Figge installation II

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Last week we were invited to the Figge Art Museum in Davenport, Iowa (see details here) to install an oral history window mural entitled Let’s Chat About Civil Rights / Let’s Chat About Civic Memory. Here are a few process shots, with Sheika Lugtu, Melissa Mendes, Chris Reno, and Tessa Pozzi working on the mural. (Anne Elizabeth Moore was behind the camera.)

 

Figge installation

We’re off to the Figge Art Museum in Davenport, Iowa at the behest of St. Ambrose University this week to install an original window mural. (In-progress draft below by Melissa Mendes.) The images, by Mendes and Sheika Lugtu, will be accompanied by oral histories from local Quad Cities residents regarding two major aspects of Davenport’s participation in the struggle for civil rights, and public commemoration of that past: the fight for equal marriage and black history.

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The interviews, conducted by Chris Reno and Tessa Pozzi of SAU’s Catich Gallery and edited by Anne Elizabeth Moore, focused on how folks defined and experienced civil rights, and what visible reminders of past struggles they had located in their community. Questions were inspired by articles on the queerest cities in America; this amazing wedding; and the city’s destruction of sites of black history, as well as this powerpoint presentation on civil rights in Iowa and this video (from SAU!) on a planned civil rights walking tour.

Our interviewees were very generous with their time and our questions, and gave some beautiful insight into the Davenport area, and the absolute importance of keeping a constantly updated notion of civil rights at the center of public conversation. You’ll see more in the mural when we finish it April 7—a part of SAU’s Fair Play conference, hope you can come—but some of the quotes we’re most inspired by are below.

PASTOR RICH HENDRICKS

“I didn’t come out until I was 40. I grew up here—the community has become more diverse. I left here when I went to college. I don’t remember any African-American kids in my elementary school. …

“I grew up a product of a poor education. We had no sex ed when I was growing up. I didn’t realize that gay was an option. … My only recollection of a comment when I was younger was, I can remember my folks or their friends saying something about ‘those people down by the levy.’ The way they said it, you could tell it was dirty. I didn’t know what they were talking about, but I could tell it was unacceptable. That was, you know, the cruising area.”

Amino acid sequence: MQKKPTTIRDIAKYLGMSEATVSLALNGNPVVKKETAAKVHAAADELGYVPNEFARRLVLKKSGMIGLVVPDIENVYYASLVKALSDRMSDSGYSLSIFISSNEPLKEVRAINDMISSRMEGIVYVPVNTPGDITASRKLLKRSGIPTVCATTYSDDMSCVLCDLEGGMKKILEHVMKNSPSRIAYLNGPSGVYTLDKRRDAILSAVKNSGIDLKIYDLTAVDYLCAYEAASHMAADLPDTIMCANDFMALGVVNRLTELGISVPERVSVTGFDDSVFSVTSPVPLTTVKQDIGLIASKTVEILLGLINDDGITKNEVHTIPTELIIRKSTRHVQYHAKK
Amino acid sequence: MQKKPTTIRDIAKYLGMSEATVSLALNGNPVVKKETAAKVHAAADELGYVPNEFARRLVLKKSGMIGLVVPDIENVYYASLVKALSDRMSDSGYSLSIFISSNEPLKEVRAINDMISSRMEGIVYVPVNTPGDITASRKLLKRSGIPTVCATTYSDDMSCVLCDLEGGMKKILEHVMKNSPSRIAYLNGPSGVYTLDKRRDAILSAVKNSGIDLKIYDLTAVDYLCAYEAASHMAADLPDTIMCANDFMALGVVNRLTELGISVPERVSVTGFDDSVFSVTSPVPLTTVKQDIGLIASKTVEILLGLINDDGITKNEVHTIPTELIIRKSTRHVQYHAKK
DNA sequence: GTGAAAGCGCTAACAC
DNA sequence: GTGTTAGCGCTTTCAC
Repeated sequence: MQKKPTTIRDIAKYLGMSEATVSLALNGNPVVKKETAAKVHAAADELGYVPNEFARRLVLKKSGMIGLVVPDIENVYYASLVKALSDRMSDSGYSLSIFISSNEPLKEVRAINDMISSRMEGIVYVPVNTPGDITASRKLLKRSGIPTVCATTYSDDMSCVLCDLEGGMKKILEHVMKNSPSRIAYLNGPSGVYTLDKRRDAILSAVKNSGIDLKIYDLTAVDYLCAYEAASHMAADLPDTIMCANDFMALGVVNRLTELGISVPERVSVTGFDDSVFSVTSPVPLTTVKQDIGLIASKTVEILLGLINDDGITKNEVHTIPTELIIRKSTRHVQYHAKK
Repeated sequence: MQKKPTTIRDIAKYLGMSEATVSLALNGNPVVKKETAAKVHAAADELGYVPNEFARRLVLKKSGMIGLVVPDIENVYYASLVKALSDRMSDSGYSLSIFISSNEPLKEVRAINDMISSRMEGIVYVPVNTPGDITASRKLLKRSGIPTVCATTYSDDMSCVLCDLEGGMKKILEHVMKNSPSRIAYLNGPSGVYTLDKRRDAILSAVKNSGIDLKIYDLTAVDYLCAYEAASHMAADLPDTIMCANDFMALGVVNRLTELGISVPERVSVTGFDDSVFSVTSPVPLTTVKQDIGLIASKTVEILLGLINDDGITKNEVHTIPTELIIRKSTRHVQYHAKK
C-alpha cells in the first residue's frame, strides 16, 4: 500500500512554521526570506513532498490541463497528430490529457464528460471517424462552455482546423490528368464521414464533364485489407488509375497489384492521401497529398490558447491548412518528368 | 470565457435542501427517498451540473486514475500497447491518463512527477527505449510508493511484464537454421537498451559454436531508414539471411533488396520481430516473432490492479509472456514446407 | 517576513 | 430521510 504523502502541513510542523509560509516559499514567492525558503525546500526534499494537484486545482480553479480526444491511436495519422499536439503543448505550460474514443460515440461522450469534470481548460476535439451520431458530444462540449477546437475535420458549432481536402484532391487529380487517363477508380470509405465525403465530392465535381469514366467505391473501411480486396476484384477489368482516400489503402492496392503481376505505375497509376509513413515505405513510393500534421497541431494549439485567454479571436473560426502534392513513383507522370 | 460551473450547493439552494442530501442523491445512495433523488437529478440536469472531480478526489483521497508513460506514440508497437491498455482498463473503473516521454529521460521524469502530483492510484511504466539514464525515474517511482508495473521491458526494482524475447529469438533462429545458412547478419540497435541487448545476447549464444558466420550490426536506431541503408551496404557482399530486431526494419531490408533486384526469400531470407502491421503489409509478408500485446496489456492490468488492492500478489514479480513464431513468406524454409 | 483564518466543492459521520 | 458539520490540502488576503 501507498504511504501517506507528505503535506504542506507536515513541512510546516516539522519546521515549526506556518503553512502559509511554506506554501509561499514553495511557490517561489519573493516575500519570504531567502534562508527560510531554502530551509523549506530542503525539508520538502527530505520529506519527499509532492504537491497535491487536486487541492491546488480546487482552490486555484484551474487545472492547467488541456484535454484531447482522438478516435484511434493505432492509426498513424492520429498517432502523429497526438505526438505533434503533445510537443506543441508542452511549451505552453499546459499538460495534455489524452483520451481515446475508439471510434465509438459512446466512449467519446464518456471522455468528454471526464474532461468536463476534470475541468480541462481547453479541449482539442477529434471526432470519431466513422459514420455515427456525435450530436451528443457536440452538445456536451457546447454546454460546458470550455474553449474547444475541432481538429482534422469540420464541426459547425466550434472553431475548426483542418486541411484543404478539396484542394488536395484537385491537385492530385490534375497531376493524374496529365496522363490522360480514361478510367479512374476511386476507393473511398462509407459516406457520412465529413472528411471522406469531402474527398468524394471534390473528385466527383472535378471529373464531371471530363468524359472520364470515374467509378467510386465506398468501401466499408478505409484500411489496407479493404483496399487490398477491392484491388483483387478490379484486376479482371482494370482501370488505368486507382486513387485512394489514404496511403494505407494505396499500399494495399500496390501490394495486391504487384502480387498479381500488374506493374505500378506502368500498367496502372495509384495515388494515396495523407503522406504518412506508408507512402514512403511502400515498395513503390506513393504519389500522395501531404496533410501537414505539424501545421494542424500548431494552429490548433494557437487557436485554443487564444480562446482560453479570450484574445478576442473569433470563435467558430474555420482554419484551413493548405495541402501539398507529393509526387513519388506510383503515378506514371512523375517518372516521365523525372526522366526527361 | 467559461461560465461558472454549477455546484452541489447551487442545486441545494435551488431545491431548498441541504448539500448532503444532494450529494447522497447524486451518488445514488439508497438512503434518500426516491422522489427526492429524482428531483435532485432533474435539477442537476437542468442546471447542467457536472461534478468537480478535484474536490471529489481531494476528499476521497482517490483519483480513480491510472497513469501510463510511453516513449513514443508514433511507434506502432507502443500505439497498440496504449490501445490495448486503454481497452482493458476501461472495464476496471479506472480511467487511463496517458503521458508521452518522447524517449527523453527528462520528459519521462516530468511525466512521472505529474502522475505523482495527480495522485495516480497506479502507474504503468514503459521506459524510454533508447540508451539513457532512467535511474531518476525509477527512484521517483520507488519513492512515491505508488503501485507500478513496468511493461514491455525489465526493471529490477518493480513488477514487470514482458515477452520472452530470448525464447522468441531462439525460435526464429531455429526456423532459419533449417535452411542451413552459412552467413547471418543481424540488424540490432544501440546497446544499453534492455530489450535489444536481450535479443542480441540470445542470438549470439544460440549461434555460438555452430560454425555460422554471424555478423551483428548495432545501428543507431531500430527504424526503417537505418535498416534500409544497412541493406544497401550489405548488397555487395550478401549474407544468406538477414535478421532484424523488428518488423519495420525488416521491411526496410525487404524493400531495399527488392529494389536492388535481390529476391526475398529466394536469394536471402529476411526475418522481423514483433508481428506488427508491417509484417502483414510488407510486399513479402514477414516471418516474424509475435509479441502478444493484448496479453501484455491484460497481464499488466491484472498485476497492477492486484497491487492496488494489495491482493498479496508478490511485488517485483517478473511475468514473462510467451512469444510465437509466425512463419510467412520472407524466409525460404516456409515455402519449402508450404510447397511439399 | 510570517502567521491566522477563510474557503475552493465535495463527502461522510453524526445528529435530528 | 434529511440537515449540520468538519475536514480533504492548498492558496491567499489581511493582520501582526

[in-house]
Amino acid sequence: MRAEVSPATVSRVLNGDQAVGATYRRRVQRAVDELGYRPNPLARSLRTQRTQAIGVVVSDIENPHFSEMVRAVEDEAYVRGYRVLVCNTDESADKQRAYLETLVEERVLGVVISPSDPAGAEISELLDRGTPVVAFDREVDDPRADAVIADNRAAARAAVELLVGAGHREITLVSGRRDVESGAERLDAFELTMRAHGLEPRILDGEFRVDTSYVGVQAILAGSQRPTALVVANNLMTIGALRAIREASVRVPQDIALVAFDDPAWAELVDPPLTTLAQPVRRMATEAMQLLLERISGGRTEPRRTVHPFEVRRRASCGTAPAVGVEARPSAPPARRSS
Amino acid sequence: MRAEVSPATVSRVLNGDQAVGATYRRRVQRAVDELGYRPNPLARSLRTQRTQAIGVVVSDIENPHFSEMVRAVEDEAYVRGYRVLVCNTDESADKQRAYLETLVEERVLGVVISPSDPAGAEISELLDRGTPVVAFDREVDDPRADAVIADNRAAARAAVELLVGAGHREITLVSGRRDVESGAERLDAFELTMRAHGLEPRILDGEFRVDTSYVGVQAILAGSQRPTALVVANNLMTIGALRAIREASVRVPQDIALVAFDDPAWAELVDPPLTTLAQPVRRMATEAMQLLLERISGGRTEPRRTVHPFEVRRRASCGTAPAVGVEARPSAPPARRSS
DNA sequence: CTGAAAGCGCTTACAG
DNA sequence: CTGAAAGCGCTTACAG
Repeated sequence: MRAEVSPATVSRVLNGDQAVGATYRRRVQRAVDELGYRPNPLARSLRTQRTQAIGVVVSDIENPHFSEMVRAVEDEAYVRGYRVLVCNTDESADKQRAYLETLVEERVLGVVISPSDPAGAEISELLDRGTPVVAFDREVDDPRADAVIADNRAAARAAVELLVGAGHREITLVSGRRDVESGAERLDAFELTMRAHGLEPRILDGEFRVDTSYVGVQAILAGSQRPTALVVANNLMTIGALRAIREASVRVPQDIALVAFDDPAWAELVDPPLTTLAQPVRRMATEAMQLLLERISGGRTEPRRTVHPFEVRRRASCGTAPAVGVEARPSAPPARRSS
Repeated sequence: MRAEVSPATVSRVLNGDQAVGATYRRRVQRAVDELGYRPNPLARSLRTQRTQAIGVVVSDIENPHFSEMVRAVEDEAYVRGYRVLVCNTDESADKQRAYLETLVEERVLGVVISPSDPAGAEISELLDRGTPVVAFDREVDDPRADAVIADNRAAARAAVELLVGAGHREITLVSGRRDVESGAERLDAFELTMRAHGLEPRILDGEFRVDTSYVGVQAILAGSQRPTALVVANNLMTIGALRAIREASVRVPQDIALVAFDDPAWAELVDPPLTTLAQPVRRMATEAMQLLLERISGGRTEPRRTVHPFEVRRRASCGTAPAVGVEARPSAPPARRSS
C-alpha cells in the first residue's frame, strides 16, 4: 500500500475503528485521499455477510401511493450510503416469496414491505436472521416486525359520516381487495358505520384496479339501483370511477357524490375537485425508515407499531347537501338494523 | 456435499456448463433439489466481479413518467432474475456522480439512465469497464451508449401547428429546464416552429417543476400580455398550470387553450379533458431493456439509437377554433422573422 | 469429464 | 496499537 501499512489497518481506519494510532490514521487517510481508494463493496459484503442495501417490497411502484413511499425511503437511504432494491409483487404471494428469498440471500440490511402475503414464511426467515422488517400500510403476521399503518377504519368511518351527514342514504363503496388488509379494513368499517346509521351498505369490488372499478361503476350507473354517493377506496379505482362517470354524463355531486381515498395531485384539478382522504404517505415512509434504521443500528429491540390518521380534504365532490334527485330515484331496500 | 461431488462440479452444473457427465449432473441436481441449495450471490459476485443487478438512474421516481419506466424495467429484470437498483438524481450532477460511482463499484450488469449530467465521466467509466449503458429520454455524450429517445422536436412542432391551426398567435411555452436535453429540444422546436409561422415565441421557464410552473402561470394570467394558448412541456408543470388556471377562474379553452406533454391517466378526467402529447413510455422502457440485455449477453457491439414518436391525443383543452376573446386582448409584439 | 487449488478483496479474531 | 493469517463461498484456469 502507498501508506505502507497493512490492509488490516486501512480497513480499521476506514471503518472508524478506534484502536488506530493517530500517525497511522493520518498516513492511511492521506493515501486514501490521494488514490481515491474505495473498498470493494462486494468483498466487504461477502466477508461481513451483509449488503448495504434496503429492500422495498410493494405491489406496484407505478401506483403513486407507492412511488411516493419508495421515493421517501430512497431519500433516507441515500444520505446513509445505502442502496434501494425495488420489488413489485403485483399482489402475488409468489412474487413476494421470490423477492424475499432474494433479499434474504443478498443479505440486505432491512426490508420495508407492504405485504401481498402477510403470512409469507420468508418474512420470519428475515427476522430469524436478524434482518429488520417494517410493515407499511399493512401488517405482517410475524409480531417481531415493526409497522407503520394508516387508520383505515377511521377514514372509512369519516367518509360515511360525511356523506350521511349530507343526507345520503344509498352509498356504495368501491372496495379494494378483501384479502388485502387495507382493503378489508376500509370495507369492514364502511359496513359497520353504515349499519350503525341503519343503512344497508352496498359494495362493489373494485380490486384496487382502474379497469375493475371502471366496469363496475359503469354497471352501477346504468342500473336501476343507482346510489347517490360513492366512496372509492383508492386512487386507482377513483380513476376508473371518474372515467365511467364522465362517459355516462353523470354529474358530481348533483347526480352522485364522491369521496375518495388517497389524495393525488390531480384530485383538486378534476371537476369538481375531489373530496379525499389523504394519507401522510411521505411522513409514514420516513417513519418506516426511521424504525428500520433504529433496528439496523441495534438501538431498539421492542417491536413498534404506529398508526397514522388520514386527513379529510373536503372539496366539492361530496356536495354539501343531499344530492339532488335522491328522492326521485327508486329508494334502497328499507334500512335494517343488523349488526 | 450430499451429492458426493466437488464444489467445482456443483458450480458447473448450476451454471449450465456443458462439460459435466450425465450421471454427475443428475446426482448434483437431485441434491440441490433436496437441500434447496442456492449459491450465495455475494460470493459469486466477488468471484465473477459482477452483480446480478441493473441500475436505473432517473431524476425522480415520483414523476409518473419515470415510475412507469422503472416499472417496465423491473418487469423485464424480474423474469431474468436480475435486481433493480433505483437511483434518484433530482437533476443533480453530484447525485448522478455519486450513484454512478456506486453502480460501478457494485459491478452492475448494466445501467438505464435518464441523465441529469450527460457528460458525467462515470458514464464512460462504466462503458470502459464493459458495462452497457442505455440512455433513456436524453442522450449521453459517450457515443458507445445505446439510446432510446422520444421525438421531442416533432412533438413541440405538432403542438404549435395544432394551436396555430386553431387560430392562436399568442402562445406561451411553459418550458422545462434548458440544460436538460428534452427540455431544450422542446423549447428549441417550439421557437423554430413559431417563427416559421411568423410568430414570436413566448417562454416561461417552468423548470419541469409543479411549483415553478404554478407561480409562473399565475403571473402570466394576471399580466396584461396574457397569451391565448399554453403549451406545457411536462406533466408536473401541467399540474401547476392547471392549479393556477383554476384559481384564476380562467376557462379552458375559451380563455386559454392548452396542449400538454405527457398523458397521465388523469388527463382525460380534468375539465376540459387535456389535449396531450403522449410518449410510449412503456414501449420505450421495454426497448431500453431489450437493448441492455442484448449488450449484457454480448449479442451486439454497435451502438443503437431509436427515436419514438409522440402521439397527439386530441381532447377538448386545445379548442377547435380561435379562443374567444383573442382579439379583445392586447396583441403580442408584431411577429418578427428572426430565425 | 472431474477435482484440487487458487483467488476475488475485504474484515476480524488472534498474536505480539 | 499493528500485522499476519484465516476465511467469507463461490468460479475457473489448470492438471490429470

VICKI PHIPPS

“I have the best job in the whole world. In my own work, I address power relationships. In one of the projects I’m working on, I’m working with a biracial student on this notion of microaggressions. In general, why does a person of difference have to educate everyone else? Can art and design help further that?”

“I’m the last member of my family that could move back to the reservation. But people don’t meet me and go ‘Oh, Native American!’ Whereas they do see [my student] and go, ‘You’re black.’ So we both have a long list of things that follow us that you can’t leave behind. …”

KAYLA BUSHEY

“I feel like civil rights really mean equality. Equality for every type of person. … I feel like that really gets smudged along the way. It’s weird to say that I am this, or I am that, but according to standardized tests, I am half Caucasian, half African-American. My dad’s side is the white side and my mom’s side is the black side. It’s strange because here in school, either you’re a part of the Black Student Union, or you are the populous of the white student body. I feel like I try to tread that line—honestly, trying to get that privilege on both sides. Or wherever I can. I’ll go over to my dad’s side of the family. He’s a general in the military and he wants rights for people, but only if people have earned their rights. It’s hard to be like, well you were born with rights. Then I go to my mom’s side of the family, and she’s like, we need women’s rights, we need LGBTQ rights. I even have friends who haven’t experienced that push and pull from both sides. … I think when people pick and choose what kind of rights people should and shouldn’t get, they’re not really enforcing civil rights.”

ANONYMOUS

“Right or wrong, the assumption has been that gay, lesbian, transgender, and/or bisexual people are outside of the realm of—this is gonna sound bad—us good black folks. So then those of us who fit any of those [categories] are on the fringes. I remember studying sociology and talking about marginal people. So if you were white and gay and male in the 1960s, then you were kinda marginalized. But you still had your whiteness and your maleness, but if you’re black and lesbian, then you got nothin’.”

 

Comics Undressed request!

Friends,

As we round the final corners of this long, long, documentary-making process on this International Women’s Day, we have a request. We’d like to you to be involved directly in the film—possibly even in it. We have some questions and we’d love to hear what you have to say. Your feedback will be used to bolster the film’s message and narrative as we summarize our findings and thoughts.

Feel free to respond in writing or in video —  we may use your words to accompany our animation or we may include your video directly in the film. You can leave comments below, or reach us at ladydrawersdocumentary@gmail.com — we’ll be integrating feedback through the month.

Here are the questions: